The John Bytheway Collection #2 by John Bytheway. Deseret Book. Gospel Talks. Thoughts: This collection is more readings of his books than live talks. Still valuable in inspiration and entertainment.
Out of Darkness: The Story of Louis Braille, by Russell Freedman, Recorded Books Inc. Biographical . INCREDIBLY INSPIRING STORY about the man who invented the braille system of reading for the blind. He was only 15. This system opened up the world of the written word to blind people.
Playing the Enemy: Nelson Mandela and the Game That Made a Nation, by John Carlin. Recorded Books Inc. Historical. An incredible story of how skillfully Nelson Mandela helped diffuse volatile political tensions through respect, wise visionary insight, and the sport of rugby.
Lighting Their Fires: Raising Extraordinary Children in a Mixed-Up, Muddled-Up, Shook-Up World by Rafe Esquith. Recorded Books Inc. Informative/Self-Help. Useful information on how to create an engaging learning environement.
Father Joe: The Man Who Saved My Soul, by Tony Hendra. Recorded Books Inc. Non Fiction. I have mixed feelings about this audio book. The figure described as Father Joe is incredibly insightful, noteworthy, and divinely charitable. However, his pupil, Tony was for a great deal of life an irreverent, comic satirist, consumed a great deal in selfishness…and, as I think Father Joe would describe him, a child of God. Bad language near the end, sexual references in the beginning.
I enjoy being on dirt trails and in the mountains. I also love the ocean. There are a lot of magnificent, beautiful places, but I enjoy the Oregon Coast line.
I think of covered this elsewhere, but in summary: hiking, kayaking, nonfiction reading, and as of the last few years in my forties, public speaking has gone from being a dreaded experience to an enjoyable hobby.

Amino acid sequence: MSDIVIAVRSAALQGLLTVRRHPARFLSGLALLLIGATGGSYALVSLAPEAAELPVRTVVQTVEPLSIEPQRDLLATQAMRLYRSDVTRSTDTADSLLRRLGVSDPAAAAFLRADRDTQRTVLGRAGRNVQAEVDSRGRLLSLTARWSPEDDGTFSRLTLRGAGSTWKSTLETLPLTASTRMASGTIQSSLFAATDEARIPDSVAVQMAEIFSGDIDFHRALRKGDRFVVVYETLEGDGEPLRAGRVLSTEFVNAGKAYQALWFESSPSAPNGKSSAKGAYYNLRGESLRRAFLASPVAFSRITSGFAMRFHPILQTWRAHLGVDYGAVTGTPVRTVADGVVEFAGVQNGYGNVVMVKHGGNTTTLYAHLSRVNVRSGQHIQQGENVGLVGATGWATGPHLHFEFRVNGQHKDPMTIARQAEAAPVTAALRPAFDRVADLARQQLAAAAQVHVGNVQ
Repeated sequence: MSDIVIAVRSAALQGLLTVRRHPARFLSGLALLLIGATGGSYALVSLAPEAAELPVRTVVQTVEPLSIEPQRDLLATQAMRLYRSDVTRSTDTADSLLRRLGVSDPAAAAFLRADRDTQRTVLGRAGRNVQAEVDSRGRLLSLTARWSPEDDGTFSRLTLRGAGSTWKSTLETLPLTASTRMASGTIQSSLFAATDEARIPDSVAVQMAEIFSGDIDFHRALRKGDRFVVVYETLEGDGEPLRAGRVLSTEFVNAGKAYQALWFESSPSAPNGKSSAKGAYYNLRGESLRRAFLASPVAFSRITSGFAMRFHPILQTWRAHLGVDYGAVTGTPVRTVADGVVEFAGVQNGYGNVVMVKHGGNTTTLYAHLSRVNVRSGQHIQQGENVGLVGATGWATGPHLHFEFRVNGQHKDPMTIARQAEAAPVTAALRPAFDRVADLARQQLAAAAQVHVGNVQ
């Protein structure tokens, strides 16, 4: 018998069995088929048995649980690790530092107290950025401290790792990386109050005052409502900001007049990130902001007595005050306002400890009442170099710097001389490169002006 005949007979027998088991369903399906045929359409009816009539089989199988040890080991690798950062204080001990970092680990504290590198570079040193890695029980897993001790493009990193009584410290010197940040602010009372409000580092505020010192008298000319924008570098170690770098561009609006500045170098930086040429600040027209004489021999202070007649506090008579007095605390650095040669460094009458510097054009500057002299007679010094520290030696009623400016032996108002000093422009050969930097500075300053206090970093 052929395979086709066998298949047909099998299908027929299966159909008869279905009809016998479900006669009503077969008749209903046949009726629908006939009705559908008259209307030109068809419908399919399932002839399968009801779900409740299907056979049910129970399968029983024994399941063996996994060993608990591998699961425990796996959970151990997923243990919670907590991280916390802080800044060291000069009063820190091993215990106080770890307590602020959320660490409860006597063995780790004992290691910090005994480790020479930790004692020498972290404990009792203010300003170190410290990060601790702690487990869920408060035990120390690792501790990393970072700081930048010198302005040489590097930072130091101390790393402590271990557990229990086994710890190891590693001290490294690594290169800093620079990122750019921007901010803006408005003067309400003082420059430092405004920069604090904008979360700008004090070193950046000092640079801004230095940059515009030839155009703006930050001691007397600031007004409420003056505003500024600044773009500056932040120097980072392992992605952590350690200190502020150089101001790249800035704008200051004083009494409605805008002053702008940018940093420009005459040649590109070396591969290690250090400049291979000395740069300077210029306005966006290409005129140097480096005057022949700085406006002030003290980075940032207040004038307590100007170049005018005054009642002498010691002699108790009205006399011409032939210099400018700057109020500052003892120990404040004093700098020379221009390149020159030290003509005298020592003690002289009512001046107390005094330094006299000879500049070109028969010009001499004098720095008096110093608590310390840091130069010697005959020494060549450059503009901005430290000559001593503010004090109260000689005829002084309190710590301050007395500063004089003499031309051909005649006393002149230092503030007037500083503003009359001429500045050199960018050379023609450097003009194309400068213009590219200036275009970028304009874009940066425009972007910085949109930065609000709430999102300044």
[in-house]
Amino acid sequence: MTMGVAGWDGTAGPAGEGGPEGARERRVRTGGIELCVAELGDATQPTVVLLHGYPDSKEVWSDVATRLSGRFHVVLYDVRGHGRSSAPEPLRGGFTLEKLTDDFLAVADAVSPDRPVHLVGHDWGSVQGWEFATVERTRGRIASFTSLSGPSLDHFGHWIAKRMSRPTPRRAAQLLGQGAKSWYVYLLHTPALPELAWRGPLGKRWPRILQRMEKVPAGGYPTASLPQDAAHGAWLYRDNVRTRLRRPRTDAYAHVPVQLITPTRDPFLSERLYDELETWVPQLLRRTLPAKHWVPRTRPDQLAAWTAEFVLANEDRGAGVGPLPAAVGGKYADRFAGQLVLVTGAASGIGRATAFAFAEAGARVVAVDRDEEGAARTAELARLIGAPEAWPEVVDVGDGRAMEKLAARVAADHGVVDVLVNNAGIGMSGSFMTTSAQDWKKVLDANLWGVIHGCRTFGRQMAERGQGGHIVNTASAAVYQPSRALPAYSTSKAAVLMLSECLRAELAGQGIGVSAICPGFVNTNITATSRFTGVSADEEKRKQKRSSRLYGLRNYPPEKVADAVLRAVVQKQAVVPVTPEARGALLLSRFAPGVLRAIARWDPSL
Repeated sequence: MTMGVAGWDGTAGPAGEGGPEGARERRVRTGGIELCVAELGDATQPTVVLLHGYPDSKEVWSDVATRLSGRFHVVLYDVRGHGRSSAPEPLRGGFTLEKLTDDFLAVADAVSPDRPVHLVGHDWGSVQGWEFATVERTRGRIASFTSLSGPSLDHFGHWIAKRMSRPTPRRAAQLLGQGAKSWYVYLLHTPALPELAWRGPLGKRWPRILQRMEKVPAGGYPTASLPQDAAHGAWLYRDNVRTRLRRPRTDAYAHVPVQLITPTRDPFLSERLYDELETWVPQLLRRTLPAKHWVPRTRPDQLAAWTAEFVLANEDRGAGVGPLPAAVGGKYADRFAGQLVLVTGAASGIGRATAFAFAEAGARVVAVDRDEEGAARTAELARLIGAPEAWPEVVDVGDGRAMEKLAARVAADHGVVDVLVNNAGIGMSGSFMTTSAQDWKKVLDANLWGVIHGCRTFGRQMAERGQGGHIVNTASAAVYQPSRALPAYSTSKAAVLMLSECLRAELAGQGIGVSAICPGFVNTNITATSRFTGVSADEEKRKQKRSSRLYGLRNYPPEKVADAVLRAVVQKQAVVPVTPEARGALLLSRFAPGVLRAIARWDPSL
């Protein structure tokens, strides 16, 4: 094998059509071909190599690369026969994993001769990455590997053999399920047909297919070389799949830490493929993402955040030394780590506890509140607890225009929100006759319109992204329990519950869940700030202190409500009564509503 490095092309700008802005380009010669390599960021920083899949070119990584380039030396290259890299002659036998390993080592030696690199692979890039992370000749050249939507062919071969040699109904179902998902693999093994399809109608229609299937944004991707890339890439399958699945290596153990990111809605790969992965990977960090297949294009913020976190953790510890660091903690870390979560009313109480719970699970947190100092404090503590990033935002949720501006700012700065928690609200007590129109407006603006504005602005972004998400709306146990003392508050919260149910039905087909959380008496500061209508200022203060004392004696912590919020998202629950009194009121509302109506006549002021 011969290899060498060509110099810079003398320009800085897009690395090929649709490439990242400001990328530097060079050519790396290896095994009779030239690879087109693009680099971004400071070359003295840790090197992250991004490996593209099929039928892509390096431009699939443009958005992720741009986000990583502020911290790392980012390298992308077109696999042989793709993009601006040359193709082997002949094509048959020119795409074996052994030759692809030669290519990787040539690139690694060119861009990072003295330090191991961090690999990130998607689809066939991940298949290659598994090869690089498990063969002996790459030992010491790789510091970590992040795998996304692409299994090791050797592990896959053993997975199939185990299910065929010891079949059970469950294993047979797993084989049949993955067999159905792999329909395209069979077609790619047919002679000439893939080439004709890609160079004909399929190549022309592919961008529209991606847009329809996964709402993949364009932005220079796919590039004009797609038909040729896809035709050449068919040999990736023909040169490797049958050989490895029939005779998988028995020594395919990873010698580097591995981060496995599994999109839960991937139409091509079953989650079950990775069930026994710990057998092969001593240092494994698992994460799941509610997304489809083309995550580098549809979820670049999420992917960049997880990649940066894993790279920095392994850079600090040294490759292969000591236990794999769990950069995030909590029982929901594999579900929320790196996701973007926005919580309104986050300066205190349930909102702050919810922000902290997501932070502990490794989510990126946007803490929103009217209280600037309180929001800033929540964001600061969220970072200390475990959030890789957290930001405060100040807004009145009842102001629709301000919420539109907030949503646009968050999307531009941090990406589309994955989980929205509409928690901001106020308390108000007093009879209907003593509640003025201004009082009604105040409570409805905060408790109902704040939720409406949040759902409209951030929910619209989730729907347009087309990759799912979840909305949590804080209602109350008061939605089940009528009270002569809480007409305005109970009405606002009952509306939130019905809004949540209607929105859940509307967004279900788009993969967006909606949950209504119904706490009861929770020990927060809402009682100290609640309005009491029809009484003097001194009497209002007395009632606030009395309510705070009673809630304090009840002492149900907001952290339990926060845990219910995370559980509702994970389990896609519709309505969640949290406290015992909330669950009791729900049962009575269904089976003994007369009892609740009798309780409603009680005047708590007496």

There is no way to include all the quotes I like, but here are a few…
“We make a living by what we get, but we make a life by what we give.” -Winston Churchill
“There is more hunger in the world for love and appreciation than for food.” -Mother Teresa
Isle of wonder
I enjoy cleaver humor and corny humor. Jokes that you have to think about for a second, or that they make a person groan a little because of a play on words. This tendency has earned me the nick name of “dork” with my family, because of these types of jokes and puns.
One of my favorite combinations of food for a meal is baked chicken (I don’t like fried stuff.), mashed potatoes with white gravy, and corn on the cob. I also love garden fresh green beans. I always ask for tacos for my birthday meal, but I enjoy plain ground hamburger on it instead of seasoned meat. A medium well steak with a hint of pink is enjoyable. I hardly ever drink anything but milk, water, and fruit juices.
I would rather eat chocolate chips than most cookies. Although I do have a weakness for chocolate chip, pumpkin cookies. Ice cream, I like most flavors. Doritos dipped in cottage cheese. Home popped popcorn. Most other snacks don’t get me too excited. For my birthday I would rather have a bag of jerky than a cake any day.
I have always liked the otter. They are playful, intelligent, and cute.